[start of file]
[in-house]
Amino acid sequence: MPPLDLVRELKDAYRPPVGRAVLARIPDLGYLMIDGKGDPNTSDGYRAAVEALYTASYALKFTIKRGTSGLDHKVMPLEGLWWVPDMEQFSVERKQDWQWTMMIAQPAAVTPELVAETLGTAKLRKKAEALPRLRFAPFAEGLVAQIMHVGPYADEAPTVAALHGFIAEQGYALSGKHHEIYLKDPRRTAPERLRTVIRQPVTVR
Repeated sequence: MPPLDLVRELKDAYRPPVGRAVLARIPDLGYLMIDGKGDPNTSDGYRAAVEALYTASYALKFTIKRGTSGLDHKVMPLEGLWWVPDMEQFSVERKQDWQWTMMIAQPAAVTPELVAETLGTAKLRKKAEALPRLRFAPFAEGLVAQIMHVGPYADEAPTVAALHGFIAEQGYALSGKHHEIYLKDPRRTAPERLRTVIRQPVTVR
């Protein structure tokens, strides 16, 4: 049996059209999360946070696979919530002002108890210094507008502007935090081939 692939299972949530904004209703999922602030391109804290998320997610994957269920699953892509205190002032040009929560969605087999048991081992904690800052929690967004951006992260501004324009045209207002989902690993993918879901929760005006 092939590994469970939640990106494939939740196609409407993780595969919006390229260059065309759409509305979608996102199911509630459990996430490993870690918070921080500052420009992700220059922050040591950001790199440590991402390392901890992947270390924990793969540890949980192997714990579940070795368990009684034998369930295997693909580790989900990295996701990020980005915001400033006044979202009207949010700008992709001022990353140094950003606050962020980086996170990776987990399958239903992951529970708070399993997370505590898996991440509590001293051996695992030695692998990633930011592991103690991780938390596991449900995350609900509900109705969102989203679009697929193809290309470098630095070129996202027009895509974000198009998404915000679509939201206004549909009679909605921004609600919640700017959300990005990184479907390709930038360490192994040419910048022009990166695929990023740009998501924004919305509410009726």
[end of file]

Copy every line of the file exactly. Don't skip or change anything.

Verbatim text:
[in-house]
Amino acid sequence: MPPLDLVRELKDAYRPPVGRAVLARIPDLGYLMIDGKGDPNTSDGYRAAVEALYTASYALKFTIKRGTSGLDHKVMPLEGLWWVPDMEQFSVERKQDWQWTMMIAQPAAVTPELVAETLGTAKLRKKAEALPRLRFAPFAEGLVAQIMHVGPYADEAPTVAALHGFIAEQGYALSGKHHEIYLKDPRRTAPERLRTVIRQPVTVR
Repeated sequence: MPPLDLVRELKDAYRPPVGRAVLARIPDLGYLMIDGKGDPNTSDGYRAAVEALYTASYALKFTIKRGTSGLDHKVMPLEGLWWVPDMEQFSVERKQDWQWTMMIAQPAAVTPELVAETLGTAKLRKKAEALPRLRFAPFAEGLVAQIMHVGPYADEAPTVAALHGFIAEQGYALSGKHHEIYLKDPRRTAPERLRTVIRQPVTVR
């Protein structure tokens, strides 16, 4: 049996059209999360946070696979919530002002108890210094507008502007935090081939 692939299972949530904004209703999922602030391109804290998320997610994957269920699953892509205190002032040009929560969605087999048991081992904690800052929690967004951006992260501004324009045209207002989902690993993918879901929760005006 092939590994469970939640990106494939939740196609409407993780595969919006390229260059065309759409509305979608996102199911509630459990996430490993870690918070921080500052420009992700220059922050040591950001790199440590991402390392901890992947270390924990793969540890949980192997714990579940070795368990009684034998369930295997693909580790989900990295996701990020980005915001400033006044979202009207949010700008992709001022990353140094950003606050962020980086996170990776987990399958239903992951529970708070399993997370505590898996991440509590001293051996695992030695692998990633930011592991103690991780938390596991449900995350609900509900109705969102989203679009697929193809290309470098630095070129996202027009895509974000198009998404915000679509939201206004549909009679909605921004609600919640700017959300990005990184479907390709930038360490192994040419910048022009990166695929990023740009998501924004919305509410009726």